After a very busy August, where we saw the country participate in its peaceful general election and new leaders get sworn in, September was relatively calm as everything was returning to normalcy.

Our Kambiri Community Development Group engaged in various activities over the month of  September—learn more about the latest updates on our projects.


We were privileged to hand over a new water tank to Ingolomosio Secondary School. It was a great ceremony, where school representatives, teachers, students, and community members attended and joined us in celebration!

During the function, our Assistant Programs Manager, Ezra, encouraged the community’s teamwork to guarantee the tanks remain in good condition for years to come, which was well received. 

The school’s principal thanked Friendly Water for the World for undertaking such an enormous project, acknowledged its significance to the school and community, and promised that the school would take extra care to ensure the tanks remain in excellent condition.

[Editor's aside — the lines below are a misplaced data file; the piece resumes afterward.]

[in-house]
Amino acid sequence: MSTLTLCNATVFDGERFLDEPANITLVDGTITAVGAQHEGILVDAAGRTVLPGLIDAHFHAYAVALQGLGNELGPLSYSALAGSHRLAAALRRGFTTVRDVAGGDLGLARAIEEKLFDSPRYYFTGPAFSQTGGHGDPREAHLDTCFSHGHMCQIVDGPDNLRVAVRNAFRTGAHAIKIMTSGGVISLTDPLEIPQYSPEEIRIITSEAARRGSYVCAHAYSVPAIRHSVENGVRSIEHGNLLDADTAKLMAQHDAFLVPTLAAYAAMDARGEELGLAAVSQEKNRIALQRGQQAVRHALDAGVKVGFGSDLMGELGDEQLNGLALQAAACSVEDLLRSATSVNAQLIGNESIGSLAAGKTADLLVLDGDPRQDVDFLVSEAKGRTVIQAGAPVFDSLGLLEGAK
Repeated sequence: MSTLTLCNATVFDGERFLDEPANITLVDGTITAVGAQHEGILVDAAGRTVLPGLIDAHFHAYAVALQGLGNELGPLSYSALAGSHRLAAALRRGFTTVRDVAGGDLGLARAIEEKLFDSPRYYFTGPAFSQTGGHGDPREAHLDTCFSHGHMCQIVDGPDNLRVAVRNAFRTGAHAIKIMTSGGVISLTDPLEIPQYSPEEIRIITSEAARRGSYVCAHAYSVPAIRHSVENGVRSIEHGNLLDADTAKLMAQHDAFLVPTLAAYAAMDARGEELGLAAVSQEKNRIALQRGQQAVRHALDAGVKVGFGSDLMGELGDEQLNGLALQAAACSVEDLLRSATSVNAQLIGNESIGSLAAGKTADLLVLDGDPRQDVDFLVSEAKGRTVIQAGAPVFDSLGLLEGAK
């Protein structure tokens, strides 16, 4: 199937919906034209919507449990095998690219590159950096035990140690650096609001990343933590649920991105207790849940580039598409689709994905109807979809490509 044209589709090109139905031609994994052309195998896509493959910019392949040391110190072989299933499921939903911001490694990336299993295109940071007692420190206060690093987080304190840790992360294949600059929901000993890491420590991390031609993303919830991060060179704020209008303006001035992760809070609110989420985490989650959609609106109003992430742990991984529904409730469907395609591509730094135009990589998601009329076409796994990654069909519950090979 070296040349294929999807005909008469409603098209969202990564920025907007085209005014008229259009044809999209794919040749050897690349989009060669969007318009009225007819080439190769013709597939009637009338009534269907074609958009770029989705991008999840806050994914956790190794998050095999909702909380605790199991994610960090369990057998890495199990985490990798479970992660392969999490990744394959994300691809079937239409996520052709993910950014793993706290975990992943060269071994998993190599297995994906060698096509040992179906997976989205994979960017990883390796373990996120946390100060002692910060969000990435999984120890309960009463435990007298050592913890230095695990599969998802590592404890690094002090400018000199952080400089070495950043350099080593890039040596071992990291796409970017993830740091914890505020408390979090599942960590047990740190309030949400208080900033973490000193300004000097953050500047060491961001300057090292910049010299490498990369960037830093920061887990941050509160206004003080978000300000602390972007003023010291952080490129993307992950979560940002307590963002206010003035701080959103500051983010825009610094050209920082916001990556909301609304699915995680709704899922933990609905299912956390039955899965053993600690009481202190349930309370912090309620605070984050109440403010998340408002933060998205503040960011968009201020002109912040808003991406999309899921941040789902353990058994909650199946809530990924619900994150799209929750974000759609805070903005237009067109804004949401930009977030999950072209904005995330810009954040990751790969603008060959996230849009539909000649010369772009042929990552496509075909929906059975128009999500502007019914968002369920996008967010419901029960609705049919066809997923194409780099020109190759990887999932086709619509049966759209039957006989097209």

To crown the occasion, the school even gifted Friendly Water for the World with a personalized wall clock! It was a memorable way to celebrate the occasion.


Although monthly sales were relatively low, recurring customers continued flocking to our offices to purchase soap—a rare commodity. Even customers from far away made their orders!

Despite the economic hardship, we managed to raise a considerable amount of revenue which we anticipate investing back into our business.


As the common saying goes, “hard work pays off.” This was our brick production team’s motto—thanks to our leased plot, which easily accommodated all the 11 members at the site. On a single day, it was a beehive of activities, as some were sieving, others were curing and stacking the rest were involved with the production. Workers are paid promptly and at the site, bringing joy to them and their families.

All this work paid off in September because we sold 1,000 bricks to Mudhiero Primary School, located in Siaya County, which contributed to our monthly revenue and will allow us to invest even more into projects and the local communities.

So far, the group has produced 10,257 bricks which we intend to use in constructing four Rainwater Catchment Tanks (RCTs) and sell any surplus bricks.


  1. Excess rainfall, getting bricks wet
  2. Hard economic times saw customers prioritize purchases like food over soap
  3. Some schools were not ready to hand over, thus delaying the process